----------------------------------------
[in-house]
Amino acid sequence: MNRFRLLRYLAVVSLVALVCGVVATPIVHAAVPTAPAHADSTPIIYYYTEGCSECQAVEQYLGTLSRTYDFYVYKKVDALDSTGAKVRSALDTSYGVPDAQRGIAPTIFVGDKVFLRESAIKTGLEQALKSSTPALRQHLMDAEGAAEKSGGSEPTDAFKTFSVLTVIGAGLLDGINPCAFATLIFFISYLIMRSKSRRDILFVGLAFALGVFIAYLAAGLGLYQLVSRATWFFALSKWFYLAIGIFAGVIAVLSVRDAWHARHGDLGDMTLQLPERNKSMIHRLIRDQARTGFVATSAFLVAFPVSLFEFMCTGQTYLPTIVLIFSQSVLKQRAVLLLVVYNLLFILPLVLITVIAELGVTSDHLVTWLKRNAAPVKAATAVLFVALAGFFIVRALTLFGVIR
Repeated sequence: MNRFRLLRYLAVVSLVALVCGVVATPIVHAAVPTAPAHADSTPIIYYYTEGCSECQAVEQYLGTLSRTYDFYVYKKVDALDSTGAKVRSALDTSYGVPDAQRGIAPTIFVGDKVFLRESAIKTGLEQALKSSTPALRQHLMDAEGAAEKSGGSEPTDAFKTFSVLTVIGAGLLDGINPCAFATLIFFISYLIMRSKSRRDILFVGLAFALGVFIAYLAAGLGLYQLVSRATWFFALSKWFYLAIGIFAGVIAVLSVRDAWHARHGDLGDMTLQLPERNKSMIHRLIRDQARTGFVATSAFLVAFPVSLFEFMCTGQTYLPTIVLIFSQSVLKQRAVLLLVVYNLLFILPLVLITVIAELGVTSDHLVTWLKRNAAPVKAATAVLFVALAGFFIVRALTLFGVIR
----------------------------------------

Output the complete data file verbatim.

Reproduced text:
[in-house]
Amino acid sequence: MNRFRLLRYLAVVSLVALVCGVVATPIVHAAVPTAPAHADSTPIIYYYTEGCSECQAVEQYLGTLSRTYDFYVYKKVDALDSTGAKVRSALDTSYGVPDAQRGIAPTIFVGDKVFLRESAIKTGLEQALKSSTPALRQHLMDAEGAAEKSGGSEPTDAFKTFSVLTVIGAGLLDGINPCAFATLIFFISYLIMRSKSRRDILFVGLAFALGVFIAYLAAGLGLYQLVSRATWFFALSKWFYLAIGIFAGVIAVLSVRDAWHARHGDLGDMTLQLPERNKSMIHRLIRDQARTGFVATSAFLVAFPVSLFEFMCTGQTYLPTIVLIFSQSVLKQRAVLLLVVYNLLFILPLVLITVIAELGVTSDHLVTWLKRNAAPVKAATAVLFVALAGFFIVRALTLFGVIR
Repeated sequence: MNRFRLLRYLAVVSLVALVCGVVATPIVHAAVPTAPAHADSTPIIYYYTEGCSECQAVEQYLGTLSRTYDFYVYKKVDALDSTGAKVRSALDTSYGVPDAQRGIAPTIFVGDKVFLRESAIKTGLEQALKSSTPALRQHLMDAEGAAEKSGGSEPTDAFKTFSVLTVIGAGLLDGINPCAFATLIFFISYLIMRSKSRRDILFVGLAFALGVFIAYLAAGLGLYQLVSRATWFFALSKWFYLAIGIFAGVIAVLSVRDAWHARHGDLGDMTLQLPERNKSMIHRLIRDQARTGFVATSAFLVAFPVSLFEFMCTGQTYLPTIVLIFSQSVLKQRAVLLLVVYNLLFILPLVLITVIAELGVTSDHLVTWLKRNAAPVKAATAVLFVALAGFFIVRALTLFGVIR